The Covington Journal of March 1, 1862 prints this brief commentary on a man who was just emerging on the national scene. This report certainly is in contrast to the laurels Grant had started to receive nationally after the victories at Forts Henry and Donelson
The Cincinnati Commercial assails Gen. U.S. Grant with considerable bitterness. It says he was "inexcusably absent" during a part of the fight at Donelson, during which time the Federal forces were being slaughtered.
Grant did spend time on the morning of February 14 discussing matters with naval officers and the Confederate attack did start off very effectively before Union forces held strong. Grant returned and ordered a counterattack that returned momentum to the forces under his command and in the next two days, Fort Donelson surrendered and Grant became known as "Unconditional Surrender" Grant thanks to the response to the Confederate request for terms.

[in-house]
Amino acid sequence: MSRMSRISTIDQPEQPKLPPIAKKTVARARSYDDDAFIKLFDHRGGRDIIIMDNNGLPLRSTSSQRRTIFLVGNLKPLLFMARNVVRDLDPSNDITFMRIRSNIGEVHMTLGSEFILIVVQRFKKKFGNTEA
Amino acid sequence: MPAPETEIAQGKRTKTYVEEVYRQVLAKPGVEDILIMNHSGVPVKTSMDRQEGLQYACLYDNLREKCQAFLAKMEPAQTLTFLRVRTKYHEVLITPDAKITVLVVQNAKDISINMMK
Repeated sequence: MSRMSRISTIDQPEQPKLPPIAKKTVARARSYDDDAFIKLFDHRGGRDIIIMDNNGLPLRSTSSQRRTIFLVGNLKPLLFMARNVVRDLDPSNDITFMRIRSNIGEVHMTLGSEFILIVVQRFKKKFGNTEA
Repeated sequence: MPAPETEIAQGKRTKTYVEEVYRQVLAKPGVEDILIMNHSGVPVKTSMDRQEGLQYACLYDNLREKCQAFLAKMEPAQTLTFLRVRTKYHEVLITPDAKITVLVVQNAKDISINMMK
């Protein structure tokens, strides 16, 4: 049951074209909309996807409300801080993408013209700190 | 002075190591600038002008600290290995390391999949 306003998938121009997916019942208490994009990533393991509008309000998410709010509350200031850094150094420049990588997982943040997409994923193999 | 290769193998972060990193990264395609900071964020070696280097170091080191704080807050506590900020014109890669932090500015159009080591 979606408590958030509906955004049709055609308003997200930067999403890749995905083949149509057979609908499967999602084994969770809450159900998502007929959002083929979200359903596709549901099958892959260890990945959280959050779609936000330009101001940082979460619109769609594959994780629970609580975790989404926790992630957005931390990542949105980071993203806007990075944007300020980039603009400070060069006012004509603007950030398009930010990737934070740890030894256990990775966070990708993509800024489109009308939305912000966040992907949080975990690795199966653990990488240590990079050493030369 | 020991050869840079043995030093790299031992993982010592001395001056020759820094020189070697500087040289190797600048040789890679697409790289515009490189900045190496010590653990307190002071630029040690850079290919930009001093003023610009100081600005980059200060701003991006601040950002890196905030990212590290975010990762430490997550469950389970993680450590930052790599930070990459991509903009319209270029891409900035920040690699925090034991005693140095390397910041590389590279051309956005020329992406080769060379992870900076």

This article shows that not all attention paid to the new national hero was in the form of praise.
I'm not really sure how to approach this idea that popped into my head today, but it seems like a good idea or question to mention here ...
Having completed the two essays in Why the Civil War Came that deal with what they called the failure of the American political system, I h...
On this anniversary of perhaps the most famous and most often memorized speech in American history, I was thinking about the Gettysburg Addr...